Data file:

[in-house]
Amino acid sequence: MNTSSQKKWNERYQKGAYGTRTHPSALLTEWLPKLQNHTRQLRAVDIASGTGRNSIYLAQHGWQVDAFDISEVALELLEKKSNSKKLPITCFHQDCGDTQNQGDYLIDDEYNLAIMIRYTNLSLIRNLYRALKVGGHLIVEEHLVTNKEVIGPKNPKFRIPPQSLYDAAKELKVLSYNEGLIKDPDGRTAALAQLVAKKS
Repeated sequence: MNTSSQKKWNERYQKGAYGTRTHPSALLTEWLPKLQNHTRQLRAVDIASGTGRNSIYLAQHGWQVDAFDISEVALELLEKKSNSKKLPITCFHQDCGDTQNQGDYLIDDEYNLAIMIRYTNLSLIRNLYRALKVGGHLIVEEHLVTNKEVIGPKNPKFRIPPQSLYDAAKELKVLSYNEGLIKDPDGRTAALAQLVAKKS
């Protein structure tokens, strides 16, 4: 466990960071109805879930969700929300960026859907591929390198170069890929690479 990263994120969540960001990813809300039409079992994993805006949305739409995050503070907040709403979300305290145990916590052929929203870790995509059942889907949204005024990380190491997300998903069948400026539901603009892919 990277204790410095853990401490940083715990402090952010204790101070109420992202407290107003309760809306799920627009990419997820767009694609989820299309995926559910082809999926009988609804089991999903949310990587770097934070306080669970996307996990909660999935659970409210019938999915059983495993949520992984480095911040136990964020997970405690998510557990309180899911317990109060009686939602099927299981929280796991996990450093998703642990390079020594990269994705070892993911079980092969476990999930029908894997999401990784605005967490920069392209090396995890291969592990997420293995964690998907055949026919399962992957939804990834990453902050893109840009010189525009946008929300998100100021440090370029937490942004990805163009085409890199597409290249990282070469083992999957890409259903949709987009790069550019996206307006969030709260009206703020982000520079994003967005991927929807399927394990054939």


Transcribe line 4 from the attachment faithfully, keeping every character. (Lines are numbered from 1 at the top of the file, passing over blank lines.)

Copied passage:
């Protein structure tokens, strides 16, 4: 466990960071109805879930969700929300960026859907591929390198170069890929690479 990263994120969540960001990813809300039409079992994993805006949305739409995050503070907040709403979300305290145990916590052929929203870790995509059942889907949204005024990380190491997300998903069948400026539901603009892919 990277204790410095853990401490940083715990402090952010204790101070109420992202407290107003309760809306799920627009990419997820767009694609989820299309995926559910082809999926009988609804089991999903949310990587770097934070306080669970996307996990909660999935659970409210019938999915059983495993949520992984480095911040136990964020997970405690998510557990309180899911317990109060009686939602099927299981929280796991996990450093998703642990390079020594990269994705070892993911079980092969476990999930029908894997999401990784605005967490920069392209090396995890291969592990997420293995964690998907055949026919399962992957939804990834990453902050893109840009010189525009946008929300998100100021440090370029937490942004990805163009085409890199597409290249990282070469083992999957890409259903949709987009790069550019996206307006969030709260009206703020982000520079994003967005991927929807399927394990054939």